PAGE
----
The NHLPA presented its counterproposal at a meeting in Toronto after having over 200 players review the proposal during the last 48 hours. Twenty-three players were in attendance to present to the league, as per NHLPA’s Twitter: Craig Adams, Josh Bailey, Tim Brent, Michael Cammalleri, Chris Campoli, Sidney Crosby, Mathieu Darche, Steve Downie, Rick DiPietro, Sam Gagner, Steve Montador, Alex Ovechkin, Chris Phillips, Kyle Quincey, James Reimer, Steven Stamkos, Matt Stajan, Jason Spezza, P.K. Subban, John Tavares, Mike Weaver, Dan Winnik, and Wojtek Wolski. This list is impressive not only because of the large number but because three huge NHL stars (Crosby, Ovechkin, Stamkos) attended–proving to the NHL that players are as invested as we hoped they would be.
The proposal came as a response to Thursday’s meeting with NHL Commissioner Gary Bettman, who reiterated that the lockout would be the course of action come September 15 if a new CBA was not agreed upon. As per Kirstie Ackert of the New York Daily News, this effectively negates union head Donald Fehr’s hopes that the season could start under a “gentleman’s agreement” pending CBA finalization. In other words, the September 15 deadline has become non-negotiable, and both sides are scrambling to come to an agreement over the next month.
Details of the proposal have not been released as of yet, but Bettman has indicated that the proposal is thoughtful and thorough: “It’s clear to me that they didn’t put it together in an hour or two.” It has also been reported that the NHLPA will not be asking the NHL to eliminate the salary cap, which should bring us much closer to an agreement.
Bettman also indicated that he hopes the NHL will be able to respond to the proposal during tomorrow’s meeting.
Update 1:47PM CST: Union head Donald Fehr has addressed the media, and Michael Grange has gathered some details on the proposal for the Twitterverse. The players have agreed to take a reduced share of the hockey-related revenue over the next three years provided there is “more aggressive and targeted revenue sharing.” Under their proposed CBA, the current player contract system and salary cap would stay in place with some exceptions for the cap–as Fehr said, the NHLPA proposes “fixing problems that exist rather than problems that don’t” and “[wants] to make a deal.”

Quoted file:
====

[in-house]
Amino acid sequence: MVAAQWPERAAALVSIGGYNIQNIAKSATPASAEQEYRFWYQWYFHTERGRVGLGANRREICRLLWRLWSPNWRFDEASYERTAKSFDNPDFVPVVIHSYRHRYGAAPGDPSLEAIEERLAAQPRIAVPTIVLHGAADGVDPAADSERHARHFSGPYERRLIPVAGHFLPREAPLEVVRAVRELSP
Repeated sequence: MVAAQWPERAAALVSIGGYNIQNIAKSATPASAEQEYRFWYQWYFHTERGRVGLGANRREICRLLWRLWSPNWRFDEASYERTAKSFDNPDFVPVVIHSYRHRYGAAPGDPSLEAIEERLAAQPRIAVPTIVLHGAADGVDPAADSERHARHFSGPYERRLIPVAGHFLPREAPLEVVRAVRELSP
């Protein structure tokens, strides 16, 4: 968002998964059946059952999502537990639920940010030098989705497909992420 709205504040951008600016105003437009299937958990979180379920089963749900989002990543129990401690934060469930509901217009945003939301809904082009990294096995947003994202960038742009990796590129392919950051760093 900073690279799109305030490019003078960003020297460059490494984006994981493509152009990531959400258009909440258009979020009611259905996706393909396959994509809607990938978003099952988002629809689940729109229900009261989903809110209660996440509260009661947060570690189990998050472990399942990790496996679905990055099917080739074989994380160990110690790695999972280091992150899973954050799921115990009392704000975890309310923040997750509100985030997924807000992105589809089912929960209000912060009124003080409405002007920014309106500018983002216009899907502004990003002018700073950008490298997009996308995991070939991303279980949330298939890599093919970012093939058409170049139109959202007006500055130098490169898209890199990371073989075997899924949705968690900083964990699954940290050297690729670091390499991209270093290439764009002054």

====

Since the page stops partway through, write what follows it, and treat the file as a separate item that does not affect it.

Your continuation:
Former NHL-player and current analyst Aaron Ward offered his perspective on Twitter, saying that his “first impression of NHLPA proposal was that it was not a ‘counter attack’ in response to the League’s July 13th proposal” and that his “second impression was that it possessed economic elements that were ‘interesting’ to the League.”
According to the NHLPA, we can expect video of Fehr and the players addressing the media soon.
Update 2:08PM CST: Chris Johnston reports that a luxury tax is part of the proposal and that the “cap won’t move much under the deal, but some teams can go above and others below.” The salary cap is a big compromise from the NHLPA, and fans everywhere hope that the NHL will see it as such.
Aaron Ward clarified the theme of the proposal, saying that the players want stronger teams in league to partner with and help smaller market/struggling teams. The way the NHLPA proposes to do this is actually simple and straightforward: with players taking less HRR for the next three years, the extra money could be used for the teams in need provided the league (and thus its revenue) continues growing at the rate it has (9% this year and 10.2% the previous year). Players would then have the option to revert back to the current 57% of revenue they receive on the fourth year, judging three years to be a reasonable amount of time for the re-distribution of funds to help strengthen the finances of the league as a whole.
Update 3:44PM CST: Michael Grange’s response tweet casts doubt on the luxury tax information that has been circulating. He also provided a tweet of the CBA in a nutshell:
And the NHLPA has posted the video of Fehr and the players addressing the media:
Final Update 5:43PM CST: The Twitterverse, as well as Fehr’s video, has confirmed most of the information here except for the luxury tax. Chris Johnston himself has clarified where his comment came from, so it seems Grange was right and a luxury tax is not part of the picture:
We will be back to report once the NHL is ready to respond to the NHLPA’s proposal.